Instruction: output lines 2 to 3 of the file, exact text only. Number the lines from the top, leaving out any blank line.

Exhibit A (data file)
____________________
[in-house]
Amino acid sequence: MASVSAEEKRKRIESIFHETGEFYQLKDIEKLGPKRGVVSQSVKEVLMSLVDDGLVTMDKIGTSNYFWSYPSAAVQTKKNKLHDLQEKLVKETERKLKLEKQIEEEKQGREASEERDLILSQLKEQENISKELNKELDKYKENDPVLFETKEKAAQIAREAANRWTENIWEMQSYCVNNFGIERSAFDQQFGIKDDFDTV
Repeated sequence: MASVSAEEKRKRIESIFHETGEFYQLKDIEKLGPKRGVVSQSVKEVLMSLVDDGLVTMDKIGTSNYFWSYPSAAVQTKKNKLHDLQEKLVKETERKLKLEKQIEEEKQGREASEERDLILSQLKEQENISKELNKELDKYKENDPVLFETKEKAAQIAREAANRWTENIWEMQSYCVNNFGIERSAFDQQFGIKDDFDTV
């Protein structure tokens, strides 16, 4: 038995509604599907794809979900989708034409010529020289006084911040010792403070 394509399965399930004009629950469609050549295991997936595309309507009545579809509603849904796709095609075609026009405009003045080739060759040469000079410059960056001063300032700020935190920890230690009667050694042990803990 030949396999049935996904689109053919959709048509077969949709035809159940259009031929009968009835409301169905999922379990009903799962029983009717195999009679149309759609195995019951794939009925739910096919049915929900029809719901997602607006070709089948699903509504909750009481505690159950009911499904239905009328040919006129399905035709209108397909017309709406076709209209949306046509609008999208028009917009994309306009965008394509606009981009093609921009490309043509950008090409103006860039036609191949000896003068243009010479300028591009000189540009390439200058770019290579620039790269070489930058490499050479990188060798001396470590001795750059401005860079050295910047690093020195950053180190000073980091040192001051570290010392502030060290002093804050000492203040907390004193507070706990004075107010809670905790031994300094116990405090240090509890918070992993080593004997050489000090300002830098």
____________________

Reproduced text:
Amino acid sequence: MASVSAEEKRKRIESIFHETGEFYQLKDIEKLGPKRGVVSQSVKEVLMSLVDDGLVTMDKIGTSNYFWSYPSAAVQTKKNKLHDLQEKLVKETERKLKLEKQIEEEKQGREASEERDLILSQLKEQENISKELNKELDKYKENDPVLFETKEKAAQIAREAANRWTENIWEMQSYCVNNFGIERSAFDQQFGIKDDFDTV
Repeated sequence: MASVSAEEKRKRIESIFHETGEFYQLKDIEKLGPKRGVVSQSVKEVLMSLVDDGLVTMDKIGTSNYFWSYPSAAVQTKKNKLHDLQEKLVKETERKLKLEKQIEEEKQGREASEERDLILSQLKEQENISKELNKELDKYKENDPVLFETKEKAAQIAREAANRWTENIWEMQSYCVNNFGIERSAFDQQFGIKDDFDTV